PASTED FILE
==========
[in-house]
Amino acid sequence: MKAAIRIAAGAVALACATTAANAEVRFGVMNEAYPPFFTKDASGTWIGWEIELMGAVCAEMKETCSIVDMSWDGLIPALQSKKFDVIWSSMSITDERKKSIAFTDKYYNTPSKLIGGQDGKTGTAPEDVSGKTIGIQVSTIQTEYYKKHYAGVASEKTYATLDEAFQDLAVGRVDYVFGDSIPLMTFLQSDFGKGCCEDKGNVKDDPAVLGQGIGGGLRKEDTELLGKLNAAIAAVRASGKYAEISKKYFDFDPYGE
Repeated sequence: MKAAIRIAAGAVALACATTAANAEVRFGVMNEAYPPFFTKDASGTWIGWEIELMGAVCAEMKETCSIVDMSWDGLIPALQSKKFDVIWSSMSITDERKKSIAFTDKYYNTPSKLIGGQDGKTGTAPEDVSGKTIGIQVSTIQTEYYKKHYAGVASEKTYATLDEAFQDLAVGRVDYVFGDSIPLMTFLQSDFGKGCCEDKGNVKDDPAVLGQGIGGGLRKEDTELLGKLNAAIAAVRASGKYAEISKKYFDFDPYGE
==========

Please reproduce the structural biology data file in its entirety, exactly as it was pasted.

[in-house]
Amino acid sequence: MKAAIRIAAGAVALACATTAANAEVRFGVMNEAYPPFFTKDASGTWIGWEIELMGAVCAEMKETCSIVDMSWDGLIPALQSKKFDVIWSSMSITDERKKSIAFTDKYYNTPSKLIGGQDGKTGTAPEDVSGKTIGIQVSTIQTEYYKKHYAGVASEKTYATLDEAFQDLAVGRVDYVFGDSIPLMTFLQSDFGKGCCEDKGNVKDDPAVLGQGIGGGLRKEDTELLGKLNAAIAAVRASGKYAEISKKYFDFDPYGE
Repeated sequence: MKAAIRIAAGAVALACATTAANAEVRFGVMNEAYPPFFTKDASGTWIGWEIELMGAVCAEMKETCSIVDMSWDGLIPALQSKKFDVIWSSMSITDERKKSIAFTDKYYNTPSKLIGGQDGKTGTAPEDVSGKTIGIQVSTIQTEYYKKHYAGVASEKTYATLDEAFQDLAVGRVDYVFGDSIPLMTFLQSDFGKGCCEDKGNVKDDPAVLGQGIGGGLRKEDTELLGKLNAAIAAVRASGKYAEISKKYFDFDPYGE